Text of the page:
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Stagflation in Europe: challenges and way forward for monetary and fiscal policies

Day 1 Morning

Wednesday 26 April

Room :



Rolf Strauch
Chief Economist and Member of the Management Board - European Stability Mechanism
Public Authorities
Declan Costello
Deputy Director-General, Coordination of Economic Policies of Member States - DG for Economic and Financial Affairs, European Commission
Alfred Kammer
Director, European Department - International Monetary Fund
Johan Van Overtveldt
Chair & MEP - Committee on Economic and Monetary Affairs, European Parliament
Industry Representative
Michala Marcussen
Chief Economist of the Group - Société Générale
Other stakeholder & expert
Jacques de Larosière
Honorary President - Eurofi


Europe has entered a period of stagflation: Inflation remains persistent and high, well above the 2% target. In February 2023, the euro area headline harmonized index of consumer prices (HICP) stood at 8.5 per cent. Growth prospects in Europe for 2023 are weak (0,8% according to the winter forecast of the EU Commission). Labour productivity is stagnating, or even declining, in the main countries of the euro zone notably due to the cyclical downturn, lack of productive investment and insufficient innovation.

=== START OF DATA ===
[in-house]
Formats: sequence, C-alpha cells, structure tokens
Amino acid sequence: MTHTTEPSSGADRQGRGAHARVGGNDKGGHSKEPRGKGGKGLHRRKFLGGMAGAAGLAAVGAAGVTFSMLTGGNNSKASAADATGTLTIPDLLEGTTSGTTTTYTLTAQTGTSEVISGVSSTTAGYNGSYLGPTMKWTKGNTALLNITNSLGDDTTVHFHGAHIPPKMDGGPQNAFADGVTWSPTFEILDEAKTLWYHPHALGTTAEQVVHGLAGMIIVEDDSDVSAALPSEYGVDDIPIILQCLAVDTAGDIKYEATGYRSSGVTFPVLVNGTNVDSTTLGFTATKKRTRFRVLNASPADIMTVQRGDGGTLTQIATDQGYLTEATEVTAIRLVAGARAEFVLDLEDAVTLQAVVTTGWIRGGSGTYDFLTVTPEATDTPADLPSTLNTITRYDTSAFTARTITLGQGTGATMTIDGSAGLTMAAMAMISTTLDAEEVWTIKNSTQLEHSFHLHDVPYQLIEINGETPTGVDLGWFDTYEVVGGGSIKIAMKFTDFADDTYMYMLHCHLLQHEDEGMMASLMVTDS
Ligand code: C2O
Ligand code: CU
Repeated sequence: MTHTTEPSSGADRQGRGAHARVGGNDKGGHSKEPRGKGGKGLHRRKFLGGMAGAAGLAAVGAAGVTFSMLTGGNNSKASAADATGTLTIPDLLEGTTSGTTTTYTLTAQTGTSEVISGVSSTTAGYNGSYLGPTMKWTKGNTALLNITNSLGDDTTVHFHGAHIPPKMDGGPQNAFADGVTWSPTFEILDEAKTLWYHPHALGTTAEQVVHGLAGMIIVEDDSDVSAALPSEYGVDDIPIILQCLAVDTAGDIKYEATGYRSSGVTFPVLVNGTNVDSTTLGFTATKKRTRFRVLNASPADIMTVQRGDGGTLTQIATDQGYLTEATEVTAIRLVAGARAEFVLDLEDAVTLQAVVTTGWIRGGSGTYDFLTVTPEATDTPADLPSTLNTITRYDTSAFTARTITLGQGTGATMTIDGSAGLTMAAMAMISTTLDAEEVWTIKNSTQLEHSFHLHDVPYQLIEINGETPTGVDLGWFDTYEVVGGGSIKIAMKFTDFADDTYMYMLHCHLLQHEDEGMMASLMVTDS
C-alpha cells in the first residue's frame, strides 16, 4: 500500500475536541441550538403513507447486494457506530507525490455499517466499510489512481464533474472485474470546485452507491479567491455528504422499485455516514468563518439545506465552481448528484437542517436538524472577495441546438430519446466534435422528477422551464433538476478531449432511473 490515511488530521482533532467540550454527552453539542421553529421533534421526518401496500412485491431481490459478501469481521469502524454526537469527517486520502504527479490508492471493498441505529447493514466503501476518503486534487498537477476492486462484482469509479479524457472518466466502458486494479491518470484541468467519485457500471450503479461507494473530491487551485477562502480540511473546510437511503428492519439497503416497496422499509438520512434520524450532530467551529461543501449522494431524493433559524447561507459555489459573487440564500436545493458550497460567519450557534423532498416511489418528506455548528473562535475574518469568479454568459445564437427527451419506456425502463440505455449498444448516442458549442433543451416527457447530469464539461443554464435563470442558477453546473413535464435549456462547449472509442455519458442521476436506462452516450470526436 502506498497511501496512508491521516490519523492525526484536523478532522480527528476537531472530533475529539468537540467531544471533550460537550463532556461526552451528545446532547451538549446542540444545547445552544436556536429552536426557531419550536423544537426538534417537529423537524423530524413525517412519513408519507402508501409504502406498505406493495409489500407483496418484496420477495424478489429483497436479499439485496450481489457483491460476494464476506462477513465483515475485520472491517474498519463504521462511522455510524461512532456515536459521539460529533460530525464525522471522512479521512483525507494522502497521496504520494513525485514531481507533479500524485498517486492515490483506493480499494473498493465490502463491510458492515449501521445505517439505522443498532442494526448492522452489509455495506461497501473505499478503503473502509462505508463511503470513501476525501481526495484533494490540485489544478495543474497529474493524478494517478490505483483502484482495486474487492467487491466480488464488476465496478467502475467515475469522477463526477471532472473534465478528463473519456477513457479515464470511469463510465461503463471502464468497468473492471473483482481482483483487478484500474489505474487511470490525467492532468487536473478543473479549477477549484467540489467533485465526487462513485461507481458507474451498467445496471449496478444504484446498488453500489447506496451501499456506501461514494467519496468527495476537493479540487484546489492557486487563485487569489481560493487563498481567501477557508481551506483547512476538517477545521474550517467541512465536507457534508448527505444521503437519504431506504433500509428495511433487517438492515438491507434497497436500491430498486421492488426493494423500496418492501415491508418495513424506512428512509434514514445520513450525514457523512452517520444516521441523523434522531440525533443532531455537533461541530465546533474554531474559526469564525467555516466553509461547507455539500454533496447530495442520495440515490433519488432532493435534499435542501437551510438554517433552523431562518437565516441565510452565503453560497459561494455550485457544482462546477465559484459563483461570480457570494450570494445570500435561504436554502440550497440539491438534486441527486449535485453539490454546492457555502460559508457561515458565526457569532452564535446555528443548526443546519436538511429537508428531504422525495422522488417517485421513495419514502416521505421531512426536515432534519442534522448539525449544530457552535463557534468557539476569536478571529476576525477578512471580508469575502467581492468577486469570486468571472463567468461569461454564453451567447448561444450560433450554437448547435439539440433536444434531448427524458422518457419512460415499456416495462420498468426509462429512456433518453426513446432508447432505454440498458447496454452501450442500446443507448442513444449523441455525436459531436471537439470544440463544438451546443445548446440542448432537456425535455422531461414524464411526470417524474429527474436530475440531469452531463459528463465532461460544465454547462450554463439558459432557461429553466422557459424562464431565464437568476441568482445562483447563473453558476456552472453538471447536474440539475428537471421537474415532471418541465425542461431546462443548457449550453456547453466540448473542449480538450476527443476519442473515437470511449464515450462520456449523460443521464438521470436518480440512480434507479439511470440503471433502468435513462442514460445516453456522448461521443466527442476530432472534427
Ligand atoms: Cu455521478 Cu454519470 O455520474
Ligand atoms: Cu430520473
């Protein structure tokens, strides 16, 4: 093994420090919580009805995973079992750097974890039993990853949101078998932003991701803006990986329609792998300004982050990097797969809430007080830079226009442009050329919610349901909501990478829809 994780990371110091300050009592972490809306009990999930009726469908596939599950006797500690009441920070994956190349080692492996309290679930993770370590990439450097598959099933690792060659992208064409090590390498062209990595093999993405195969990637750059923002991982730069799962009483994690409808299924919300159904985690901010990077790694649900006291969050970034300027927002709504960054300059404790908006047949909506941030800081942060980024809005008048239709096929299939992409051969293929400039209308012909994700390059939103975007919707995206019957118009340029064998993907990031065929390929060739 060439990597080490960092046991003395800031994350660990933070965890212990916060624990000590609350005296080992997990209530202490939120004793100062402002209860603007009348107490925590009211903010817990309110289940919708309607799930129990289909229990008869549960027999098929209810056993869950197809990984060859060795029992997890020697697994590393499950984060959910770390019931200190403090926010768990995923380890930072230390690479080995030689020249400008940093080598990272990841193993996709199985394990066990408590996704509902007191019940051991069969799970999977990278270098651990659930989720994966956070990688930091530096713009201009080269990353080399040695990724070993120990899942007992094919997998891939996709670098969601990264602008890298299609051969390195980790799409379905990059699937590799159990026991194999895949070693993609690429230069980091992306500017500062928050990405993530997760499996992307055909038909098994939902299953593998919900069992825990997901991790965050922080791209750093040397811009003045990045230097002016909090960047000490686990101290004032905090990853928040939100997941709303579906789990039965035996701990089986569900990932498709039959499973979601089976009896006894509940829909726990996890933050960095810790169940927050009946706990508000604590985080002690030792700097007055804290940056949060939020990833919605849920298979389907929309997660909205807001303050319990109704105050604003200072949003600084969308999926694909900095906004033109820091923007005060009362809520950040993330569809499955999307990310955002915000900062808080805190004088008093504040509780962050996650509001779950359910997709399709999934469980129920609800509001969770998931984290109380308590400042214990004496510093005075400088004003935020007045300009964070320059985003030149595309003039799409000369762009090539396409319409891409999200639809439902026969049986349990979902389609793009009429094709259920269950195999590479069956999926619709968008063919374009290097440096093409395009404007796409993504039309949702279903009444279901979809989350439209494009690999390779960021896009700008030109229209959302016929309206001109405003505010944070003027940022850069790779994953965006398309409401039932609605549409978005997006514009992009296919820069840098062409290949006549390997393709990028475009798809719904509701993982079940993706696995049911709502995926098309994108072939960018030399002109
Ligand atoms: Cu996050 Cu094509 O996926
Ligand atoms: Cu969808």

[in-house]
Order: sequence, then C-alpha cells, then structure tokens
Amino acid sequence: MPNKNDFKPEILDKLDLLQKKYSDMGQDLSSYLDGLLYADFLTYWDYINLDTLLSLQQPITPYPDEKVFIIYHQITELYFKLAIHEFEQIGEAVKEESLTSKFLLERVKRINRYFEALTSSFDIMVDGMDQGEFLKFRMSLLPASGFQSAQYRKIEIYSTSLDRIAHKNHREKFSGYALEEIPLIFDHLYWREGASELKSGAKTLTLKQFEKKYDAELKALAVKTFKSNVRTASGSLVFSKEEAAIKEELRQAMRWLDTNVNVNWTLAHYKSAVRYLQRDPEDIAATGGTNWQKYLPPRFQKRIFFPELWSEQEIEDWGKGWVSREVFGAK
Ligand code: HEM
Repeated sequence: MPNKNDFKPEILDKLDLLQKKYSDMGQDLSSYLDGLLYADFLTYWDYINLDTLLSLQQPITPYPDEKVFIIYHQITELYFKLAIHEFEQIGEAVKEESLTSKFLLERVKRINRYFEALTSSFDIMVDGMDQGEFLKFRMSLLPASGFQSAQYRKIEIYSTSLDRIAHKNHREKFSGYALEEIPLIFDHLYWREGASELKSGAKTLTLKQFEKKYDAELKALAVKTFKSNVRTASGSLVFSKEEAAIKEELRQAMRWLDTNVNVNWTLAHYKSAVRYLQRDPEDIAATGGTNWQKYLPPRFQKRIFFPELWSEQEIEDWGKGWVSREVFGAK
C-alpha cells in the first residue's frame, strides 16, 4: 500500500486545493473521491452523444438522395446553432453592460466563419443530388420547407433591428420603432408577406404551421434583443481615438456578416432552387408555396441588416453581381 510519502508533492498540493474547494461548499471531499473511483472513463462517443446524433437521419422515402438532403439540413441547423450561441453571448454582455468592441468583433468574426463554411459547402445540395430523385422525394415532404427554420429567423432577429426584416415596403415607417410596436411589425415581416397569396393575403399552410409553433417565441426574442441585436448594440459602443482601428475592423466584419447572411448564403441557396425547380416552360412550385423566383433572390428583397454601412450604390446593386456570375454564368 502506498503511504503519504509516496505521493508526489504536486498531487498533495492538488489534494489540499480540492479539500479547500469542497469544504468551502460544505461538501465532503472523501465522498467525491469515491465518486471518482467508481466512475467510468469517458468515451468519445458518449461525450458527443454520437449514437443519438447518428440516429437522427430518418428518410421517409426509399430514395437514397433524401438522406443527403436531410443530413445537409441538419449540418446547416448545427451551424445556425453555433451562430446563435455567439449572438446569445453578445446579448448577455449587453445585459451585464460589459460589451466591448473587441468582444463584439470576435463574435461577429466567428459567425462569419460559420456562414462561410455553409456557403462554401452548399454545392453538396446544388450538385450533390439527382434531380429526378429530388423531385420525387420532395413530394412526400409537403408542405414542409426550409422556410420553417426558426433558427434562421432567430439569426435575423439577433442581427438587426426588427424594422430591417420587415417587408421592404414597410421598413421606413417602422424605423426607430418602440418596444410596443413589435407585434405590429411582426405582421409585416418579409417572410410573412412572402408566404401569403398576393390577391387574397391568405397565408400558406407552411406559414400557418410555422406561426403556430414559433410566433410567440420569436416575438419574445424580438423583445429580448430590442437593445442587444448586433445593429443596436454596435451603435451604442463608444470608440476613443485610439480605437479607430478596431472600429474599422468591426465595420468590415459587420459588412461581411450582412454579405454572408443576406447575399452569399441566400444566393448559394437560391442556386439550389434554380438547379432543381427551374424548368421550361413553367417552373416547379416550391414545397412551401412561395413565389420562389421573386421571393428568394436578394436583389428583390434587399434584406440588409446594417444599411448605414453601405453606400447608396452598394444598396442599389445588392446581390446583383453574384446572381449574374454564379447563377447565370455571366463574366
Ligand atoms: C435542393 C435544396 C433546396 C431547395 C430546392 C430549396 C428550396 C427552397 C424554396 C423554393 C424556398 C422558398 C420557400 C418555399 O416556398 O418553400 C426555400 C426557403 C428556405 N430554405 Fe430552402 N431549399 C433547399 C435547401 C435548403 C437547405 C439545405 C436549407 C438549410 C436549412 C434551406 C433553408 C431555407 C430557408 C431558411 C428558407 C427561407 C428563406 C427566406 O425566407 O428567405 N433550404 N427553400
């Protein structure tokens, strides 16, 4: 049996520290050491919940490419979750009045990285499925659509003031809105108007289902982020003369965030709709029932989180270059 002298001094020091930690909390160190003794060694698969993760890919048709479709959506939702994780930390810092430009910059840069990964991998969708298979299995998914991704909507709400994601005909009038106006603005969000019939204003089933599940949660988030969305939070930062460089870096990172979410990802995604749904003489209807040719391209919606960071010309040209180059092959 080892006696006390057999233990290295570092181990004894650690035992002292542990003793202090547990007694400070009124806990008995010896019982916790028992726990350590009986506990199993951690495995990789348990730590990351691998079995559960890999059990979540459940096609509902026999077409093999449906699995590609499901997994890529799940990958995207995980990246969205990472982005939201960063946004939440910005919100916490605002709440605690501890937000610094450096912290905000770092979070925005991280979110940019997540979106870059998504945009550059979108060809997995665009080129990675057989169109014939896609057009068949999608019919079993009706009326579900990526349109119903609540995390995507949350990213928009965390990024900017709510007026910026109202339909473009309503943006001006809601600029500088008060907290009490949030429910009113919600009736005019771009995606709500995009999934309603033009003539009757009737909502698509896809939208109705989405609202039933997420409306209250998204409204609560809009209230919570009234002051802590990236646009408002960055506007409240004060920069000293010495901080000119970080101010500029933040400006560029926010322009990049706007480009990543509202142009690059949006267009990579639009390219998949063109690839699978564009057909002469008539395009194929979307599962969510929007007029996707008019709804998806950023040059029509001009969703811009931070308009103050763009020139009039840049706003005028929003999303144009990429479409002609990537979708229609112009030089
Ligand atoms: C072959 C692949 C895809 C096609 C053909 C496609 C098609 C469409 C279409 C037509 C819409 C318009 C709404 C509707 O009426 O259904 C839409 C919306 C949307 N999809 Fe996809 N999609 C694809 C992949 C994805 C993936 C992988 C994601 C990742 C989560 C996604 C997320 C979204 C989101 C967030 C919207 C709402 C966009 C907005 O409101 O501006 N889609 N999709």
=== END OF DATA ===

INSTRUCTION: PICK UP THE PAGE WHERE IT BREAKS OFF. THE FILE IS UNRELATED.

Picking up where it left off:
This opening session will assess the right policy mix – monetary-fiscal interaction – for coping with persistent high inflation and the reduction of growth in Europe. The panel will first discuss the steps the ECB should take to ensure price stability and financial stability. Then the panel will focus on how sound fiscal policy can contribute to rein in inflation and promote growth in the EU through productive investment.

Points of discussion

  1. What steps should the ECB take to address persistent and high inflation? Can these measures contribute to improving economic growth prospects in Europe?
  2. How to avoid or address possible conflict with fiscal and monetary policies that pull in opposite directions? To what extent is fiscal policy effective in supporting troubled households and firms while containing inflation? What are the right priorities – notably in highly indebted countries – for fiscal policies to boost productive investment and growth while supporting the most vulnerable households and firms?